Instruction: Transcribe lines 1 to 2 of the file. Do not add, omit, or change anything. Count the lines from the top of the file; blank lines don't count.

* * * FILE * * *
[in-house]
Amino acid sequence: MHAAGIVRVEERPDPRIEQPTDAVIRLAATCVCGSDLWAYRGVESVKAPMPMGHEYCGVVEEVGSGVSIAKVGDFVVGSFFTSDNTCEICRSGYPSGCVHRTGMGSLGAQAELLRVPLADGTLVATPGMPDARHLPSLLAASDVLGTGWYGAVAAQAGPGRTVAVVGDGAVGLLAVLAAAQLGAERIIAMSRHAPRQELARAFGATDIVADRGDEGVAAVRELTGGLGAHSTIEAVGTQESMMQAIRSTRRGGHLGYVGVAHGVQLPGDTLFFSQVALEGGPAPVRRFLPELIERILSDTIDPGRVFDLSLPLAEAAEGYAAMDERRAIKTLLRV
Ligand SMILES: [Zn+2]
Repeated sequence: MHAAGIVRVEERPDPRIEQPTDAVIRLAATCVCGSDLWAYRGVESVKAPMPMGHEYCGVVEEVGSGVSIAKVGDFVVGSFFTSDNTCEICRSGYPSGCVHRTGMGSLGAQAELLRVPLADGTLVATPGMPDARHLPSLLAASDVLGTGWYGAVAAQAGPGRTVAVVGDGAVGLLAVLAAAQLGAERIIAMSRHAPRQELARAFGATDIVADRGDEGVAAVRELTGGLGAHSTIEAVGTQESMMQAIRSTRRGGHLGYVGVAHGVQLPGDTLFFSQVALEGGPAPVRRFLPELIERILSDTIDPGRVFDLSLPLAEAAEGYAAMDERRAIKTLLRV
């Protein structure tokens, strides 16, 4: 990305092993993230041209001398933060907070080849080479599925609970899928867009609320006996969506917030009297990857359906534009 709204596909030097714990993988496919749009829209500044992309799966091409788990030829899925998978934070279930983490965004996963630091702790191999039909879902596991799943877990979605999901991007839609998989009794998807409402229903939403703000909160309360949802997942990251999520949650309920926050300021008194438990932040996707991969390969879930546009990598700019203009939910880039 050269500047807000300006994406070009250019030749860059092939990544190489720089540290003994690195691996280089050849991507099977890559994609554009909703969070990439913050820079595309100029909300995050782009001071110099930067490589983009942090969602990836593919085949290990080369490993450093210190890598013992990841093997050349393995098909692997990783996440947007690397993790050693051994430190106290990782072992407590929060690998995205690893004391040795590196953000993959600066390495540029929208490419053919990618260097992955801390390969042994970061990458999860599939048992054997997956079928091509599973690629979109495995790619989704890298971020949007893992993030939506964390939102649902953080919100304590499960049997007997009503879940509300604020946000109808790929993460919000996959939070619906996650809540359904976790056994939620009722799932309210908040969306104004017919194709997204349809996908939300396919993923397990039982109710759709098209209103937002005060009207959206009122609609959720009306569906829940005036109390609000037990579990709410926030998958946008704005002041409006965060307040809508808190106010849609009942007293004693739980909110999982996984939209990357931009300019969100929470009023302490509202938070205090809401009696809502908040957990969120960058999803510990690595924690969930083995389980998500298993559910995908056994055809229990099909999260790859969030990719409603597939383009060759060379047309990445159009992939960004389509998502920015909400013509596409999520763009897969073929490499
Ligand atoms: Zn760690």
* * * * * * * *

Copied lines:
[in-house]
Amino acid sequence: MHAAGIVRVEERPDPRIEQPTDAVIRLAATCVCGSDLWAYRGVESVKAPMPMGHEYCGVVEEVGSGVSIAKVGDFVVGSFFTSDNTCEICRSGYPSGCVHRTGMGSLGAQAELLRVPLADGTLVATPGMPDARHLPSLLAASDVLGTGWYGAVAAQAGPGRTVAVVGDGAVGLLAVLAAAQLGAERIIAMSRHAPRQELARAFGATDIVADRGDEGVAAVRELTGGLGAHSTIEAVGTQESMMQAIRSTRRGGHLGYVGVAHGVQLPGDTLFFSQVALEGGPAPVRRFLPELIERILSDTIDPGRVFDLSLPLAEAAEGYAAMDERRAIKTLLRV